Susan Lay’s journey from MA to filmmaking in Cornwall

04 July 2024

susan lay
susan lay

Image credit: Duncan Guymer

Type: Text
Category: Industry insights, Interviews

Lead image by Thom Axon.

Susan Lay studied MA Film & Television, graduating in 2019, and has since gone on to write, produce, and direct a number of short films in Cornwall, centred on the experiences in the county and use of the Cornish language.

On life before her MA, Susan says, "I left school at 16 and had a few jobs that I didn’t feel fulfilled by before gaining a place at drama school aged 24. After graduating, I had some stage acting jobs in London before moving into screen work, but I wanted to move out of London, and so moving closer to my family in Cornwall seemed like a good option.

"I was interested in going back into education but didn’t think I was clever enough or academic enough to do an MA. I was drawn to Falmouth as it is an arts university, and I was intrigued by the collaboration that brings. It felt exciting to have students from different creative disciplines all studying in one place, in such a beautiful setting. I wanted to explore other possibilities for creative expression and craved intellectual stimulation as well as practical skills. This course offered both.

"In the beginning, I learned that having a professional attitude goes a long way – even if you lack experience, people are more willing to work with you if you conduct yourself professionally and have a positive approach. I was scared to touch the cameras at first! Slowly, I realised that I’m much more capable than I thought, and with the support of the brilliant technicians, I edited a short film and even tried cinematography.

"There was always the opportunity to try out different filmmaking roles – this helped me gain a deeper understanding of people’s roles, their needs, and how to communicate better when working on a project. Our screenwriting lecturer once told us that the course wasn’t necessarily about grades; it was more important to try things out and ‘learn about yourself through film and TV’. That’s a quote I still love today."

It was at this point, after experimenting on multiple projects across disciplines, that Susan uncovered a ‘desire to direct’.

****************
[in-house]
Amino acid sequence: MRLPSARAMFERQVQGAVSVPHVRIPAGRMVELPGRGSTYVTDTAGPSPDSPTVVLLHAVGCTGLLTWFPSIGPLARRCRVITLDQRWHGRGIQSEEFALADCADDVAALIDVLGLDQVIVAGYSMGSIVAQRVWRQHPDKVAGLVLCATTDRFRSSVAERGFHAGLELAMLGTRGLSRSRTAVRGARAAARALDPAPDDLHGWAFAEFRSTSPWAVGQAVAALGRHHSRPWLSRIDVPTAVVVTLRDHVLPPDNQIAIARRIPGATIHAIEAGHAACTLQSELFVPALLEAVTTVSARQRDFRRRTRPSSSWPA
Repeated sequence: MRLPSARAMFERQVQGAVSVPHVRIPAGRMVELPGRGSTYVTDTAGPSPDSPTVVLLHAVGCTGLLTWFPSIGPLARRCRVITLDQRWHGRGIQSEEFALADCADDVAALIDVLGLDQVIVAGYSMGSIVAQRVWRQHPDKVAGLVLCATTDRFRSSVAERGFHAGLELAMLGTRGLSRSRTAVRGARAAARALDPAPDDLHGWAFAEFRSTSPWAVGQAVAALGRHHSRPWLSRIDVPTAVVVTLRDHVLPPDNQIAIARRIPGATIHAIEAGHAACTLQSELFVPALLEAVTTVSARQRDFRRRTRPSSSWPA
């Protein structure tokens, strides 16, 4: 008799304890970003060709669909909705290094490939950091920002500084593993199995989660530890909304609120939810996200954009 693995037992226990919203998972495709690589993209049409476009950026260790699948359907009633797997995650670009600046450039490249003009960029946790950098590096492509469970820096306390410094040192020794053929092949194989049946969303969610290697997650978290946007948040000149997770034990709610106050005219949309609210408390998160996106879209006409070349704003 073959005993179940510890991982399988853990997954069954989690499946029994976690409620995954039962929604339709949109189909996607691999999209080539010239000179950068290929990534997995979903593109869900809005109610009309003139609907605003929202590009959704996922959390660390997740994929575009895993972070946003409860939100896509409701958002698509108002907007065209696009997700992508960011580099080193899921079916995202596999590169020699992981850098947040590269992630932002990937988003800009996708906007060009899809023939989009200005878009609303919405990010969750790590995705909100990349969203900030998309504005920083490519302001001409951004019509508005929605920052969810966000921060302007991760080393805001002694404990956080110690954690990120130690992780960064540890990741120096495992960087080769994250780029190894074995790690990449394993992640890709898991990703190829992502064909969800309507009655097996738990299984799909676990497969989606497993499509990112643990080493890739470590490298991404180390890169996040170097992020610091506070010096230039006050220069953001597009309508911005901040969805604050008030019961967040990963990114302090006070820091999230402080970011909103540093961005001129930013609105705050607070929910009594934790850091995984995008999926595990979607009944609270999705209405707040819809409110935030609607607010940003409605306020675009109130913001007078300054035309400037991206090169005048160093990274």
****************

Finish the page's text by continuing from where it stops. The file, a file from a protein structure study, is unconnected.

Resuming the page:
"It was very empowering for me to step into the role of director," says Susan. "I was able to put my acting experience to good use, and being able to work with young actors at AMATA to create short films was exciting and satisfying."

Susan went on to be the editor on Nos Dha, a 7-minute piece that contained Cornish language dialogue, which received a distinction by my lecturers. "It gave me the confidence I needed as I never thought I’d be able to edit a film," says Susan. Other pieces she was involved in didn’t get quite as much acclaim, but still gave Susan opportunities to develop "I was able to learn why it didn’t work and how I could improve in my role. To be able to critically reflect was hugely beneficial."

Image credit: Duncan Guymer

susan lay
susan lay

Since graduating the MA, Susan went on to produce Kestav, another Cornish language film. "I got to work with a director who was very collaborative and really put their trust in me. They valued my thoughts creatively from script to edit." Kestav went on to have a good festival run and can be viewed for free on the BBC website.

"My most recent project was writing and directing The Weight, which was funded by Falmouth University/SICL and Screen Cornwall. The idea was born in a screenwriting workshop on the MA, and I developed the script further before getting the funding to take it to production. In the project, I got to work with a number of Falmouth students and graduates that I’d met on Kestav. We had some challenges to overcome with the shoot, partly due to me needing emergency appendicitis surgery! In the end, I was very proud of the result and learned a great deal from the experience."

Speaking more broadly about how her MA helped her career, Susan says, "I’ve gained a deeper knowledge of the world of film and TV, and a hunger to engage with a broader range of films that I wouldn’t have been exposed to beforehand. I’ve gained more confidence in voicing my thoughts and opinions to others as well as in my ability to learn. I’ve gained experience on how to create and run a set, how to tackle the stages of production and the problems that may arise."

On what’s next for her, Susan says, "Looking forward, I’d like to develop an idea I have for a feature, although I’d like to write/direct more shorts before embarking on that. I’d love to eventually co-found a production company, create opportunities for more women to be behind the camera, and support people from working-class backgrounds in Devon and Cornwall to gain more access to the industry. I hope to create more work about women, particularly mature women, as they are underrepresented on screen."

You might also like